I love winter and I do love snow. You see, I was born in an alpine area and we used to have snow all the time during winter. And we used to have big big snow.
As a little kid, I accompanied my father to countless hockey games, speed skating and ski events in my hometown and it was my dream to learn to ski. But that is still a dream. Although I tried to come down the slope several times, but having no proper training, I still consider myself a total beginner. Maybe later, who knows.
So skating has become my favourite winter sport. We had a huge skating hall in town, operating from September to May and hosting also the hockey games mentioned above, so me and my friends were skating twice a week. And we loved it. One of my cherished memories …
Learning to ski though is still on my bucket list and luckily, I live in a country with lots of winter sports and places to ski, so I decided to try it out maybe next year. My daughter offered to show me a few basic tricks.
Speaking about skiing, I chanced upon a few very nice alpine and mountain cabins I have decided to show you in the form of a series of articles here on the blog. They all look fantastic and nearly all of them have a little Scandi twist either due to the simplistic and functional architecture or the interior design elements.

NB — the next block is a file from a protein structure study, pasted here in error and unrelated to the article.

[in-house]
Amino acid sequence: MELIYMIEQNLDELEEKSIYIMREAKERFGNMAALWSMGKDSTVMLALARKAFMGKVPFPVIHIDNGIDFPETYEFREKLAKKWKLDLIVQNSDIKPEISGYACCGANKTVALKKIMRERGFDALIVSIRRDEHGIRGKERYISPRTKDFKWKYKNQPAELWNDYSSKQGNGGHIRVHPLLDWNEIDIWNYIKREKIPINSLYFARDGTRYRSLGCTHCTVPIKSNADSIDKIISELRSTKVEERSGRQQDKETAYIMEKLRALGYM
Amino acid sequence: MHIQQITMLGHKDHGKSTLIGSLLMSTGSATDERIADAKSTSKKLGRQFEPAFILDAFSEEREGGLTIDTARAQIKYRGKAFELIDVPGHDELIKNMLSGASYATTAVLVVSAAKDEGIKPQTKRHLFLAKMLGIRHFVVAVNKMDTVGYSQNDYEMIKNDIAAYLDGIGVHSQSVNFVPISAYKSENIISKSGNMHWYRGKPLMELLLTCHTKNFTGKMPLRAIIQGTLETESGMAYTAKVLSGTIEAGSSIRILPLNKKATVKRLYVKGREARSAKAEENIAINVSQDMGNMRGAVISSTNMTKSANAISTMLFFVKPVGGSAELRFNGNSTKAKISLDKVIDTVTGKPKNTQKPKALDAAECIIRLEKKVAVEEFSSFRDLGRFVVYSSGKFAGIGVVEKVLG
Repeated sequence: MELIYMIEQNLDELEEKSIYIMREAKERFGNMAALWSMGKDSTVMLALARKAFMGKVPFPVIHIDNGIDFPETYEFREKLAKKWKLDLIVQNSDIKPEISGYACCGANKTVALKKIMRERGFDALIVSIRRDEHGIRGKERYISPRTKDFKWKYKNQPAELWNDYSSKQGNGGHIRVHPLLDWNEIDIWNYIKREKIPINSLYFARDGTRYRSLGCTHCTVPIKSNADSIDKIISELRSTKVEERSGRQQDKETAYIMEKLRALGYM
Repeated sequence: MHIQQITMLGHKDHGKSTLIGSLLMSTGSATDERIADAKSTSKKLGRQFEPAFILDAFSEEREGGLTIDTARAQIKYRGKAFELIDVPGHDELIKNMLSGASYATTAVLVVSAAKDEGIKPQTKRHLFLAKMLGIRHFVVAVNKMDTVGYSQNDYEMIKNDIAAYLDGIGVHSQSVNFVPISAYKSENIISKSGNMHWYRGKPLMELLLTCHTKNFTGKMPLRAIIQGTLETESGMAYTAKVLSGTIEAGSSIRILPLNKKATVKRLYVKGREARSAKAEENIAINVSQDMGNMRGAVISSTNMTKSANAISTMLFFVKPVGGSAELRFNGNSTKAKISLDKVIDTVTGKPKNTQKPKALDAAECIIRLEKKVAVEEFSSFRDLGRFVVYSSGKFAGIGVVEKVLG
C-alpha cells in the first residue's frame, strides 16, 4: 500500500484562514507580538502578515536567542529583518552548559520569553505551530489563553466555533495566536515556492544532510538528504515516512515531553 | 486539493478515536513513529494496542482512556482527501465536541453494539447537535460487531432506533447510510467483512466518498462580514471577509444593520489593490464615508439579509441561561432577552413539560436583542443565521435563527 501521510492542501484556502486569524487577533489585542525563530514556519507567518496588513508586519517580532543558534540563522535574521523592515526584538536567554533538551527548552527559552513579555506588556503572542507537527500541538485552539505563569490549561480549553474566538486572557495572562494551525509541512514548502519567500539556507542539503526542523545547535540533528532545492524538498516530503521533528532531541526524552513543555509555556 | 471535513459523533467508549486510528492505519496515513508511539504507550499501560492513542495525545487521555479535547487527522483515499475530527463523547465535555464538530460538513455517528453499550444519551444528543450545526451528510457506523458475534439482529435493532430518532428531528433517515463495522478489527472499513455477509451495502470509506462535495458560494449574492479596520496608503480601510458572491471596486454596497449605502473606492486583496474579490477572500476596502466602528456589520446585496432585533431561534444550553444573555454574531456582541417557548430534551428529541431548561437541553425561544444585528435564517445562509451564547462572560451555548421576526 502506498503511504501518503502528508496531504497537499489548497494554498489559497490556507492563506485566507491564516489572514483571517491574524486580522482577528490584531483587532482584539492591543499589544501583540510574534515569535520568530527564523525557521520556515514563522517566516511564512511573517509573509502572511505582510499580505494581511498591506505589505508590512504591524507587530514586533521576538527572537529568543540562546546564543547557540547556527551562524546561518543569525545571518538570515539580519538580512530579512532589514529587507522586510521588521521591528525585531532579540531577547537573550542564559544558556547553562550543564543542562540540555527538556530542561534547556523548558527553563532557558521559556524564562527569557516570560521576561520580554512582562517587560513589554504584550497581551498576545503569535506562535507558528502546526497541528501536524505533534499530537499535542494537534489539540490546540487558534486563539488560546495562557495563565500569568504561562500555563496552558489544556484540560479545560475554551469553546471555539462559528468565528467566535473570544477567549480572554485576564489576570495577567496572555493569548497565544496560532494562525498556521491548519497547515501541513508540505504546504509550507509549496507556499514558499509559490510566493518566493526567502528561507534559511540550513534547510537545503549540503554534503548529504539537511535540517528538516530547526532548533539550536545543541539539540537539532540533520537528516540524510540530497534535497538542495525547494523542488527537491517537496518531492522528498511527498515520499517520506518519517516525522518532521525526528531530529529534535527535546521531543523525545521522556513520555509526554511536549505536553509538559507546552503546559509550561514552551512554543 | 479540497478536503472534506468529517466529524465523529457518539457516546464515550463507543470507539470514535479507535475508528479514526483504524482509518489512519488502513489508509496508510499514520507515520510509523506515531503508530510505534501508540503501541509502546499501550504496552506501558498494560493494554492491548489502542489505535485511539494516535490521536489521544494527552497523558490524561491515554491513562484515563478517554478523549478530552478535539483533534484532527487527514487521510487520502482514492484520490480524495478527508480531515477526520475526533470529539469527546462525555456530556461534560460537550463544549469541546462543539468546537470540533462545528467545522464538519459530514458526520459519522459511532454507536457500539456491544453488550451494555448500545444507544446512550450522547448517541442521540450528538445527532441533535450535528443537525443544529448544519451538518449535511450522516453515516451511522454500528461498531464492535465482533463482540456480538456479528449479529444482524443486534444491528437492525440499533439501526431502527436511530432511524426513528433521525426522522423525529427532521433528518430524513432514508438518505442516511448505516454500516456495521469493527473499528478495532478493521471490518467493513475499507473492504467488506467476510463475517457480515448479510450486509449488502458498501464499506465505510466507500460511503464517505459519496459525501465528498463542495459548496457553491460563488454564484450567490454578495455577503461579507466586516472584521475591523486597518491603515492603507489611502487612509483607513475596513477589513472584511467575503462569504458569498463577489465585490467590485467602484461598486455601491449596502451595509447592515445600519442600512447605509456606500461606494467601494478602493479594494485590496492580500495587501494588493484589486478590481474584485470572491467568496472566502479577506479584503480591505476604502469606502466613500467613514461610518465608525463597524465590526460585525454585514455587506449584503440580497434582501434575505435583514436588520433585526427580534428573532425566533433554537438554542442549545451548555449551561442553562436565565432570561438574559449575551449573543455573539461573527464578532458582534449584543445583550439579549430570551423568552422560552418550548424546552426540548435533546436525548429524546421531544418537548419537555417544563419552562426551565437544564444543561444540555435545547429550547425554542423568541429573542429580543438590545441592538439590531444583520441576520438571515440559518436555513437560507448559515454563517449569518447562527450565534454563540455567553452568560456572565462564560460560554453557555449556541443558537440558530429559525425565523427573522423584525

The first one is an off-grid cabin up in the Canadian mountains, in the north end of Vancouver Island. It is the weekend retreat of an architect couple madly in love with snowboarding. It is a very simple building, with an open-plan space on the ground floor and intimate areas upstairs. Nothing fancy, pure functionality, the Scandinavian style. I love the colour and texture of the wood panels used on the outside. But the exciting part of the story is that the building withstands the heaviest snowfalls and harshest weather conditions, because the structure is built around six Douglas fir trunks exposed inside the cabin. Let’s have a look.
Pictures sourced from Remodelista.